Friday, March 22, 2013


"Was Brundage, unknown to herself, drawing early versions of that trope of female freedom, women who run with the wolves?" - Margaret Atwood

Intended or not, illustrator Margaret Brundage's numerous pastels that found themselves as cover art for the most famous pulp horror magazine of all time, WEIRD TALES, embodied early feminist ideas that would not be fully realized until decades later. Many of her drawings depicted nude or, at best, scantily clad women, together with wolves or other creatures of the long-fanged kind, and they were visualized as not necessarily being at odds with each other. Instead, the female in the picture often is shown in either implied and direct accord with the beasts, sometimes even "leading the pack". The end result is that these types of images can either titillate on the conscious level, or terrorize on the unconscious level.

Brundage was a newspaper fashion illustrator, but found herself tiring of seeing her drawings continually ending up in black and white. She had the notion to try her luck at pitching her portfolio of color work to local Chicago magazine publishers. She ended up falling not too far from newsprint, however, when one of the editorial offices she visited was Farnsworth Wright's WEIRD TALES.  Her first sale, though, was to the ORIENTAL STORIES title.

It is unclear if Brundage intended any views at all in her work for WEIRD TALES. She said herself that most of her ideas came from her imagination, and she seldom, if ever, used live models (contrary to some reports) other than her husband. Each cover took her about a week to complete. She would usually submit a few rough drawings, then Wright would pick which one (usually the racier!) and recommend any embellishments. She got paid $90 per assignment, which went towards staying afloat and taking care of an invalid mother, especially after her divorce from an alcoholic (and most likely abusive) husband, "Slim" Brundage.

There is some biographical evidence that she had "Bohemian", possibly even radical social or political ideas, but it is hard to translate this into pulp illustrations that are at once viewed as somewhat sadistic and sexually perverse. Still, having a background in fine art and fashion illustration, she might have at least had the notion of the power that an assertive woman could convey, especially when they were unleashed, naked and wild in a feral environment She must have also known that these luridly attractive covers could sell magazines. Farnsworth Wright certainly did. Only the grand master of fantasy magazine art, Virgil Finlay, came close to knocking Brundage off the cover spots. In this heady milieu, a crafty artisan could infuse her works with an underlying, but not necessarily apparent theme that carried a message tangential to the immediacy of the image.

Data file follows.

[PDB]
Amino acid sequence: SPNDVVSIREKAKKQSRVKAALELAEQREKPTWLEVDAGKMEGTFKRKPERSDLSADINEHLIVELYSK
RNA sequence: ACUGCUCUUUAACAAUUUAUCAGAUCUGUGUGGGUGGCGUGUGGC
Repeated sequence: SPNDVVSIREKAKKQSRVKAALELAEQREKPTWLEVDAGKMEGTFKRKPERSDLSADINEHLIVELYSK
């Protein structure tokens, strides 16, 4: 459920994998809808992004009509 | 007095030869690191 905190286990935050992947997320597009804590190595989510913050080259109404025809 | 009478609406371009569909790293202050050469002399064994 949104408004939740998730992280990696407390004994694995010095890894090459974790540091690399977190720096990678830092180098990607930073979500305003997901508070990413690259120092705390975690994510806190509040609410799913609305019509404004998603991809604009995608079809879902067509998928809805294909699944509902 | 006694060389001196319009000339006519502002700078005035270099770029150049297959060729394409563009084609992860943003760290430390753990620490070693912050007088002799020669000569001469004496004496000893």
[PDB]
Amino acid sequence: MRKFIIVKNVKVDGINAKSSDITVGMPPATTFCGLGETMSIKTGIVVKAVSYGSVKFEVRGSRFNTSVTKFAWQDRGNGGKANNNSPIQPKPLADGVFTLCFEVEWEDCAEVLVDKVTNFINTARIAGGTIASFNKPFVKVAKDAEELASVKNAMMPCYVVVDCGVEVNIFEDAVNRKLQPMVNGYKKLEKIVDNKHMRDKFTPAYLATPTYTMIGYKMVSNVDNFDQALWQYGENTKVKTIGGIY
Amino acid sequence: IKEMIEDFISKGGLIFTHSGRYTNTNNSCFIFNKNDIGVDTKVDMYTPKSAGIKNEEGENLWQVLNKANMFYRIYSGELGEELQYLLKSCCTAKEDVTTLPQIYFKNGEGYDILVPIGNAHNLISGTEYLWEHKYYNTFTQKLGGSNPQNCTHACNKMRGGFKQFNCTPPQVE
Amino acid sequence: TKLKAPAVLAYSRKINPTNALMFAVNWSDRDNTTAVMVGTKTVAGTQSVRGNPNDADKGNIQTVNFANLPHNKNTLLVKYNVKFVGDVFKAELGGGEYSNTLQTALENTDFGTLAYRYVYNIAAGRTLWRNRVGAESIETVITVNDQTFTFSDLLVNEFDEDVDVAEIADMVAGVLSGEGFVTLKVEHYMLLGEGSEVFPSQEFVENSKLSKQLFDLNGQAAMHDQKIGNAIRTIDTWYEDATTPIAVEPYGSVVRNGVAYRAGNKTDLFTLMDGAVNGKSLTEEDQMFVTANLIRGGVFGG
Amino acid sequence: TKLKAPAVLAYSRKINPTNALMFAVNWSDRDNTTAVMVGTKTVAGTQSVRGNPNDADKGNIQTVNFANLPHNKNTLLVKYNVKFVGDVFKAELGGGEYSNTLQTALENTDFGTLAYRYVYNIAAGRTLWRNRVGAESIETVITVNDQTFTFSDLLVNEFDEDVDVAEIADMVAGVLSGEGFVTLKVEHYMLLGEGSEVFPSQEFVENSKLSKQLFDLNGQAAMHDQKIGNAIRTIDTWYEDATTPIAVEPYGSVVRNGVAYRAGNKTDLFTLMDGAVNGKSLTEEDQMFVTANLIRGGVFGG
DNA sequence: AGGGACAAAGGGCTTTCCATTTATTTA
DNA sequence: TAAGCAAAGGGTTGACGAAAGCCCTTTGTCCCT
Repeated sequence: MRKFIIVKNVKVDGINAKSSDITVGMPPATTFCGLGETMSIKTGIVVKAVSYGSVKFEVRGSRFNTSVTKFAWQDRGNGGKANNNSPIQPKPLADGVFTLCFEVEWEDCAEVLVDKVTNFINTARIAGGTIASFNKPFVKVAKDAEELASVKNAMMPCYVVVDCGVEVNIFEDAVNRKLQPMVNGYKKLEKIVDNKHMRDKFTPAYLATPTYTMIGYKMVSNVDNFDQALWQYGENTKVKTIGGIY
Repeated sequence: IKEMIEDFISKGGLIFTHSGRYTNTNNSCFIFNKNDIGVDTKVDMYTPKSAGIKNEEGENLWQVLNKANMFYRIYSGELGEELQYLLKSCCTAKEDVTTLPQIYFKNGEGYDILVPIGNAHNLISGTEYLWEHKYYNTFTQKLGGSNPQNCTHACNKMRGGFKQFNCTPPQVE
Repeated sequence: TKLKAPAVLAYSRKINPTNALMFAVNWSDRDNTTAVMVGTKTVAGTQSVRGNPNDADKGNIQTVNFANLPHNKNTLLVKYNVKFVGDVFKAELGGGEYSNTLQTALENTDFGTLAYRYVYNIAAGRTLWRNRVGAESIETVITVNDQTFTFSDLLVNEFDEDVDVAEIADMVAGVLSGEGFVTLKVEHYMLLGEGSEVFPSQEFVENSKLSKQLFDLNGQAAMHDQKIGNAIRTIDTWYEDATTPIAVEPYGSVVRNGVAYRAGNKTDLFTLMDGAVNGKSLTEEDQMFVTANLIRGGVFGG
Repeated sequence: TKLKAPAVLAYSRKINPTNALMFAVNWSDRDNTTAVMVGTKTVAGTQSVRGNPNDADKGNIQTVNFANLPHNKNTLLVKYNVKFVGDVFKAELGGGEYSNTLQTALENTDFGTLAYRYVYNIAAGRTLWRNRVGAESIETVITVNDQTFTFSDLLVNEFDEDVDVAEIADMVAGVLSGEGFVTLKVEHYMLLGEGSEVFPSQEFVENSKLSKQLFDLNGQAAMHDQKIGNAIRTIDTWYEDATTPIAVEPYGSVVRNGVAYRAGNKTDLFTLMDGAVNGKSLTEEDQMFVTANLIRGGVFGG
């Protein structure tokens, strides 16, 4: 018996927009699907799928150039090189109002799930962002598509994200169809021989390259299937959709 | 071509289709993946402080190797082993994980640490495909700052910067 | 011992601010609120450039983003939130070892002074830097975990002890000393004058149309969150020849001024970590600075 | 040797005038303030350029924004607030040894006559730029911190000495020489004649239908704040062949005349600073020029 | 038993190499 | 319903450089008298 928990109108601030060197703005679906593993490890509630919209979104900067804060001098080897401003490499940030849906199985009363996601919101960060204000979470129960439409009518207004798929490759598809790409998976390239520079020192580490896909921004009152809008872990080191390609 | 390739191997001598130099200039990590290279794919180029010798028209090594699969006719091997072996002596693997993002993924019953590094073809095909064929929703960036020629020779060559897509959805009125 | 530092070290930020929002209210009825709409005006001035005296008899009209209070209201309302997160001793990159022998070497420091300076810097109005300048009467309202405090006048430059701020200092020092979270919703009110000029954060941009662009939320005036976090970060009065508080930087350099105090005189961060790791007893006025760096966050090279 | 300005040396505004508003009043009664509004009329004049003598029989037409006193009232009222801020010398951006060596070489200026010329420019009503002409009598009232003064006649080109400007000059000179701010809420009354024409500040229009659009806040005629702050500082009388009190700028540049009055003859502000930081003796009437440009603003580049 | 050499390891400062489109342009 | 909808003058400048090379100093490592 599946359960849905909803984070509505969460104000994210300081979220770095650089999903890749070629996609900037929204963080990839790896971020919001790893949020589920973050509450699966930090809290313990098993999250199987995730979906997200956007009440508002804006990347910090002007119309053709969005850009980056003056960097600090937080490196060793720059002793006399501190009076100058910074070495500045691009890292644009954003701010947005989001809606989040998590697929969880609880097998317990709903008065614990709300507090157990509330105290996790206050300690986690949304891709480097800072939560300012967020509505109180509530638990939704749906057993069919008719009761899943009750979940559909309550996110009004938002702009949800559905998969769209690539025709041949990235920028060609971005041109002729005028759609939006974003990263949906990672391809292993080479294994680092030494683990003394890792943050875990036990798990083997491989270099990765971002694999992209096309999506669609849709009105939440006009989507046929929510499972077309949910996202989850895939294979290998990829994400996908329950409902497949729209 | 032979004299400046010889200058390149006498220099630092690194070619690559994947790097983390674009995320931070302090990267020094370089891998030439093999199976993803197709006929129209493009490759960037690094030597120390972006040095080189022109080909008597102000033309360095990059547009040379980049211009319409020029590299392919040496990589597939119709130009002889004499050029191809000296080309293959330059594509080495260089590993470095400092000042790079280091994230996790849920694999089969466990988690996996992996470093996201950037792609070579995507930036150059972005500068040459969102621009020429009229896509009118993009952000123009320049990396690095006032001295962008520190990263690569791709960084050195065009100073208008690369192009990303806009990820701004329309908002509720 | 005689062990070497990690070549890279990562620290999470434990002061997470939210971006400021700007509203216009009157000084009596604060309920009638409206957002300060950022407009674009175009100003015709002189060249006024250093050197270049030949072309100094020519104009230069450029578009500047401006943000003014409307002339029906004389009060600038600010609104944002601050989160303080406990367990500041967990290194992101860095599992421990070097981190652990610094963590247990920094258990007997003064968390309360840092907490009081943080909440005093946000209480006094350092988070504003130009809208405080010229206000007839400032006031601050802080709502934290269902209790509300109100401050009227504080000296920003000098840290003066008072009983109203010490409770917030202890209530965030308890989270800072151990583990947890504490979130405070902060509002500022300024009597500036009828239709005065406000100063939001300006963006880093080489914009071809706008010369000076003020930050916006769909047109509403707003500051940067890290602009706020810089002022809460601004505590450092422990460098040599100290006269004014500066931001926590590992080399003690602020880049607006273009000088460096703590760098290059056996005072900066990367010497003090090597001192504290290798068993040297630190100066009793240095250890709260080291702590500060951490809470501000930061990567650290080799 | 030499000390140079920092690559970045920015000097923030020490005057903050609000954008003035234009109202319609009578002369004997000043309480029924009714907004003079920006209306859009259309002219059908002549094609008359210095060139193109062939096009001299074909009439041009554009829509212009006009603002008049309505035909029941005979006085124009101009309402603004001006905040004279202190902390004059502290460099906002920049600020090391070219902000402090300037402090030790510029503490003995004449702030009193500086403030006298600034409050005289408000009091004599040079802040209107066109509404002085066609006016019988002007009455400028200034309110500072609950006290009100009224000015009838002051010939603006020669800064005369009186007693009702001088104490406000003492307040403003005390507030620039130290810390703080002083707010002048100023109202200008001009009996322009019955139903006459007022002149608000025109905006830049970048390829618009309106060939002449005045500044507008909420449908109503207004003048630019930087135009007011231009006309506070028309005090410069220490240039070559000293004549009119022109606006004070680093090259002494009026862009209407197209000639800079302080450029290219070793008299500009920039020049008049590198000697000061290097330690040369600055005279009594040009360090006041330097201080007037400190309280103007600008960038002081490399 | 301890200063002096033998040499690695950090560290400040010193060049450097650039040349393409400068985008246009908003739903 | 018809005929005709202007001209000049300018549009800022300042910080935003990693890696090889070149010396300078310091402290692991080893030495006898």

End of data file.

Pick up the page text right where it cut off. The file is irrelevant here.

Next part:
Novelist Margaret Atwood expounded on the implication of so-called latent feminist tropes in Brundage's art work in the October 2011 issue of PLAYBOY. It is easy today to "read into" what went on inside the minds of writers, artists, and other creative types from times gone by, but the obfuscation of modern context prevents me from agreeing wholeheartedly with this assertion, especially when there is a paucity of evidence to support it. Nevertheless, despite that they appear exclusively in the so-called "trash fiction" market, Margaret Brundage's WEIRD TALES lithe and sinuous pastels are seductively powerful statements under any scrutiny.

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